Until a few decades ago, the systems and units of measurement prescribed by Ferdinand I of Aragon in the ancient Kingdom of Naples were still in use in our countries, despite the fact that in 1875, with an agreement known as the Metric Convention (signed by 17 nations, including Italy), a metric system was adopted which rationalised and standardised the units of measurement.
“The uniformity of weights and measures was prescribed in the Kingdom of Naples by Ferdinand I of Aragon with the edict of 6 April 1480, to remedy the infinity of units of measurement, which differed not only from one province to another, but also between neighbouring localities. In order to remedy this disruption and the constant frauds and bribery perpetrated primarily by the commissioners who were responsible for the dissemination of samples, in 1609 the municipal administrators were granted the right to monitor the integrity of weights and measures. The remedy was worse than the disease because from that moment on, the most disparate local measures proliferated everywhere”.
For a long time, the southern populations continued to use the old units of measurement, which varied from region to region, if not from country to country, and were inaccurate and did not correspond to those of other rural areas with which they traded.
The need for practicality due mainly to the often restricted and limited business between farmers and local vendors, and associated with widespread illiteracy, also hindered a smooth adaptation to the new metric system of 1875 (which to most farmers could appear rather abstract) *.
Even in Calabria, in a context of a strongly agrarian economy, the old traditional systems of measurement were long adopted, from which, in truth, the landowners always benefited most.
The agricultural economy was mainly based on sharecropping, i.e., on an agrarian contract whereby the grantor (the owner of a piece of land) and the sharecropper (responsible for cultivating the land) associated themselves for cultivation and all the other activities connected with a farm in order to share (in different proportions and always favourable to the landowner) the products and profits.
At the time of threshing, each of the contracting parties went to the threshing floor to claim their share of the harvest, which could correspond to different quantities: tuminu – menzarola – quartu – stuppellu etc.
The tomolo (tuminu in Satrianese dialect) * was the basis of the system for measuring grains and legumes.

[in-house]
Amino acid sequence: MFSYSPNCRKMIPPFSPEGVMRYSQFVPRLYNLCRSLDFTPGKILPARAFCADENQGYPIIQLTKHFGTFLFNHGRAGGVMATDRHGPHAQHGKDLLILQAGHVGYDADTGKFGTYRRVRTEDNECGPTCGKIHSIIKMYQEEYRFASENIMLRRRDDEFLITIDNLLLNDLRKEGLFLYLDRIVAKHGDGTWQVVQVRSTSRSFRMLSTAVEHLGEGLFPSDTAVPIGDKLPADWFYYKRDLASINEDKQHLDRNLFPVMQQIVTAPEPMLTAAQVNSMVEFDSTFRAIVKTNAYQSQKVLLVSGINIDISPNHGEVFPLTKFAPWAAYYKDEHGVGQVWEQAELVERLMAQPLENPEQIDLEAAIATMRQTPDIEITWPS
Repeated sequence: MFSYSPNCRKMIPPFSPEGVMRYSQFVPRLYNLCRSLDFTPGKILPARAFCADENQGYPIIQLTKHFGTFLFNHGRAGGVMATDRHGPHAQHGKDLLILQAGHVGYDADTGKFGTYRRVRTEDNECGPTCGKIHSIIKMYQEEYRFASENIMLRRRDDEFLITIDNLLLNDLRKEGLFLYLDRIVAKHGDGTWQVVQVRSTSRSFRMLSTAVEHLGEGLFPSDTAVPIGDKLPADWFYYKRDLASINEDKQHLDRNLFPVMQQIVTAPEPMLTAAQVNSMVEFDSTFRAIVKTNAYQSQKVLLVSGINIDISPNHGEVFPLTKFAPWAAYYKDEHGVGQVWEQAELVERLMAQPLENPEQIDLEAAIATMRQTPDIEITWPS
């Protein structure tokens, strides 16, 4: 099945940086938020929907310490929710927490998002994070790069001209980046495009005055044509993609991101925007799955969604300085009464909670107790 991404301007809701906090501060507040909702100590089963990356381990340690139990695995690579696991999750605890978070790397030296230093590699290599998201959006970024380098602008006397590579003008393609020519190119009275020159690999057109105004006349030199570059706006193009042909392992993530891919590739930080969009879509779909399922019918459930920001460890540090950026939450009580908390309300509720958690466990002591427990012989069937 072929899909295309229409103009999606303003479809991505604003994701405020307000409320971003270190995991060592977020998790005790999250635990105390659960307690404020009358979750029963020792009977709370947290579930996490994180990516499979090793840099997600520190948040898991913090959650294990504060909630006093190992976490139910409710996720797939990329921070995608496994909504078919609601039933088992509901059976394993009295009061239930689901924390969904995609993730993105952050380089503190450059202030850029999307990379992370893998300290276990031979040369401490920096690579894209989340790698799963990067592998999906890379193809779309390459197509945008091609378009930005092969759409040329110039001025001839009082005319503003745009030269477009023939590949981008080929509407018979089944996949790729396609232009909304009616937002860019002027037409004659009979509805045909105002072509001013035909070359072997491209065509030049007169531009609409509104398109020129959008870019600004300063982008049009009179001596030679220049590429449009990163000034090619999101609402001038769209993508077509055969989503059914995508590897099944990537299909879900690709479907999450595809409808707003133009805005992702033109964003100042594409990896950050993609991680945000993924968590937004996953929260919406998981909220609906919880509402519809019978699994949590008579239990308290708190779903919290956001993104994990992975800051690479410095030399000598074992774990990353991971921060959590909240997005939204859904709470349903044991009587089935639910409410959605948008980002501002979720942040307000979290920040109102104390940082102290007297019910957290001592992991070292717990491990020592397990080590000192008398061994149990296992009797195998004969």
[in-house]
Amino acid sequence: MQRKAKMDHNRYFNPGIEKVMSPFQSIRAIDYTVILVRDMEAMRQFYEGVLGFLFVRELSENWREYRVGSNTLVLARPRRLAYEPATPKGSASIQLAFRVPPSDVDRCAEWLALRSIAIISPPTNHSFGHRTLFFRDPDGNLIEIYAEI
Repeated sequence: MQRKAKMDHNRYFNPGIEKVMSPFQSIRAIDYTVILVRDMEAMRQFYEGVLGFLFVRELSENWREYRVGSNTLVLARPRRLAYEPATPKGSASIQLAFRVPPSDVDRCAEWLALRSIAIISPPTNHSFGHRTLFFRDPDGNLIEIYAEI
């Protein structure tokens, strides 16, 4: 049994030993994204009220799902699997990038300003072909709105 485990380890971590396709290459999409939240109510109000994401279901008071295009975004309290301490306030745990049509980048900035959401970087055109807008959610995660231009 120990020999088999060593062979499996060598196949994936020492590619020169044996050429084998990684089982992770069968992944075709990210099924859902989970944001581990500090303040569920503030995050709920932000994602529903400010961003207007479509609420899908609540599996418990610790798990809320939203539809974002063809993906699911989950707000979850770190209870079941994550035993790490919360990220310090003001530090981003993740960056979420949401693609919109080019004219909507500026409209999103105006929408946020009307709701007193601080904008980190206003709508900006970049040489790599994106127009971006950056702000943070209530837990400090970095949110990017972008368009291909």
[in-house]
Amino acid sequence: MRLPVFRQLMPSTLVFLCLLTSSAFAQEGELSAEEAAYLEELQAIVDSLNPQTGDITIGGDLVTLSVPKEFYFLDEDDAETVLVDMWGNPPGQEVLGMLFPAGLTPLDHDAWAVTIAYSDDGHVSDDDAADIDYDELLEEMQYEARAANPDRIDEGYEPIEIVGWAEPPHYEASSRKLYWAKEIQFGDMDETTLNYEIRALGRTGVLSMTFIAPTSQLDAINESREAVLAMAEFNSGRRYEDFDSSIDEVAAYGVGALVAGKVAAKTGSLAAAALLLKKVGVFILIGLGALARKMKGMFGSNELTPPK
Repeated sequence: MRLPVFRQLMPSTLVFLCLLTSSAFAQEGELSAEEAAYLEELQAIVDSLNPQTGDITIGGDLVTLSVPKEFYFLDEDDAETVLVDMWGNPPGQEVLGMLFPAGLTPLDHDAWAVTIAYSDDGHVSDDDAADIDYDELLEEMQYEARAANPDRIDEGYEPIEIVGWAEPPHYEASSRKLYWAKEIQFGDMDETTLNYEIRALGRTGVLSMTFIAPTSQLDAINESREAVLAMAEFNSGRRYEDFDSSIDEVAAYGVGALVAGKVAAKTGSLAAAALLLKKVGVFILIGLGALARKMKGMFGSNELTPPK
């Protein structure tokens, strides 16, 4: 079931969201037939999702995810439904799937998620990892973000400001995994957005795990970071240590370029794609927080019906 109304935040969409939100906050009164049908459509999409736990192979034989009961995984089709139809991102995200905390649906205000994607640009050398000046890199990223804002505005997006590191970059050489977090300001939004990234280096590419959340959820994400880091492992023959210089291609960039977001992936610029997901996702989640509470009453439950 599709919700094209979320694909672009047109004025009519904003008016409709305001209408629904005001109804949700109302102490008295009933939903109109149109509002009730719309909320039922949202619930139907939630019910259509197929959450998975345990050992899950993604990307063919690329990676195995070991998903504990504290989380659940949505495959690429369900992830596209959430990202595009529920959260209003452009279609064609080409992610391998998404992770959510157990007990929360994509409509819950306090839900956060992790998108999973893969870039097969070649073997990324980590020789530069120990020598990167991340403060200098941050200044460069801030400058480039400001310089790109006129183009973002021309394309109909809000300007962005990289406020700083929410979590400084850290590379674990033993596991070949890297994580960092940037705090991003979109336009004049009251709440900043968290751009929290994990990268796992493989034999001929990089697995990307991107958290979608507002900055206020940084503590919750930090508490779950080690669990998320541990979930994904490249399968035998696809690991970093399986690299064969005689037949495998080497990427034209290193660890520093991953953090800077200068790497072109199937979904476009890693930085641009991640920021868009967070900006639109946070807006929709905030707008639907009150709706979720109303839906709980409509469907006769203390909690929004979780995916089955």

In almost all the towns of Calabria, the tomolo was a container with a capacity of 50,5 litres of grain; menzarola was called the cylindrical container (made of copper or wood) corresponding to half a tomolo (25,25 litres of grain), then there was the quartu, ¼ of a tomolo (12,625 litres), and the stuppellu, 1/8 of a tomolo and so on.
These units were used at the same time to define agricultural areas:
-a tomolata was equivalent to 3333 square metres. (1/3 of a hectare) and corresponded to the amount of land that could be sown with one tomolo of wheat.
– the menzarolata (1666.50 square metres) corresponded exactly to half a tomolata and therefore to the amount of land that could be sown with one menzarola of wheat.
-followed by the quartucciata, a portion of land on which ¼ of a tomolo of wheat could be sown, corresponding to 833.325 square metres;
-stuppellata, land on which a stuppellu of wheat could be sown, equal to 416.6625 square metres;
“Since 31 December 2009, the use of the tomolo, like other measures not included in the international system, has been prohibited”.
At Largo Guarna in Satriano, it is possible to admire an old sculpture from 1718 that recalls the ancient measure of the menzalora, and with it, traditions of peasant culture, now at risk of extinction.
* In the countryside, customary measurements continued for a long time, using for example the pound instead of the kilogram, the tomolo instead of the hectare, and so on. The cultural difficulty in changing the population from one system of measurement to another is mainly linked to historical roots. Currently, in some Anglo-Saxon countries such as the United States, traditional units of measurement other than the International System of Units (SI) are still used
*Word derived from Arabic tumn
Francesco Tirinato -JUMP Team
Rocco Mollace – il “tomolo” bandito in “Aspromonte” n 5
By Francesco Tirinato